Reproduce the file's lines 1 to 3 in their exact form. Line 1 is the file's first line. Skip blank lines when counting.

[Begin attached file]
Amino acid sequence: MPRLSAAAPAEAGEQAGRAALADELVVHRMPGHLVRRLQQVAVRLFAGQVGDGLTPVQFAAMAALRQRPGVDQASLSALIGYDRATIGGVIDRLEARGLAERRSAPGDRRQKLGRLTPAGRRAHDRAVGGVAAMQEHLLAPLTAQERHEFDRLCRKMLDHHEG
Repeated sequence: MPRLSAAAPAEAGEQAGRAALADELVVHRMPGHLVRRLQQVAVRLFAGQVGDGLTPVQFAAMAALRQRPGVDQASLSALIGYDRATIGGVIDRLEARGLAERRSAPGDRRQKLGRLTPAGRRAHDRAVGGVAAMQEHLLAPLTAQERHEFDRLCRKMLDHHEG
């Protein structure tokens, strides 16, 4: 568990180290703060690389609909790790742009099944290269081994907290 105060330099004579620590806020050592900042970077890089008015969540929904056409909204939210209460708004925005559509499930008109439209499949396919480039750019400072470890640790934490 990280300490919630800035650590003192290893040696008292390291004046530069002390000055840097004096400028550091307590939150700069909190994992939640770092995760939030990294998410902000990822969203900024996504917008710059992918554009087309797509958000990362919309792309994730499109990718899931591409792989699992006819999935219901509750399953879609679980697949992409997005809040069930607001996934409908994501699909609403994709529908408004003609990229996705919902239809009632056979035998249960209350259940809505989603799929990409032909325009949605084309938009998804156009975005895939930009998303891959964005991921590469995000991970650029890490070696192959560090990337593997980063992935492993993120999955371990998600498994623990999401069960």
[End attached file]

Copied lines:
Amino acid sequence: MPRLSAAAPAEAGEQAGRAALADELVVHRMPGHLVRRLQQVAVRLFAGQVGDGLTPVQFAAMAALRQRPGVDQASLSALIGYDRATIGGVIDRLEARGLAERRSAPGDRRQKLGRLTPAGRRAHDRAVGGVAAMQEHLLAPLTAQERHEFDRLCRKMLDHHEG
Repeated sequence: MPRLSAAAPAEAGEQAGRAALADELVVHRMPGHLVRRLQQVAVRLFAGQVGDGLTPVQFAAMAALRQRPGVDQASLSALIGYDRATIGGVIDRLEARGLAERRSAPGDRRQKLGRLTPAGRRAHDRAVGGVAAMQEHLLAPLTAQERHEFDRLCRKMLDHHEG
């Protein structure tokens, strides 16, 4: 568990180290703060690389609909790790742009099944290269081994907290 105060330099004579620590806020050592900042970077890089008015969540929904056409909204939210209460708004925005559509499930008109439209499949396919480039750019400072470890640790934490 990280300490919630800035650590003192290893040696008292390291004046530069002390000055840097004096400028550091307590939150700069909190994992939640770092995760939030990294998410902000990822969203900024996504917008710059992918554009087309797509958000990362919309792309994730499109990718899931591409792989699992006819999935219901509750399953879609679980697949992409997005809040069930607001996934409908994501699909609403994709529908408004003609990229996705919902239809009632056979035998249960209350259940809505989603799929990409032909325009949605084309938009998804156009975005895939930009998303891959964005991921590469995000991970650029890490070696192959560090990337593997980063992935492993993120999955371990998600498994623990999401069960």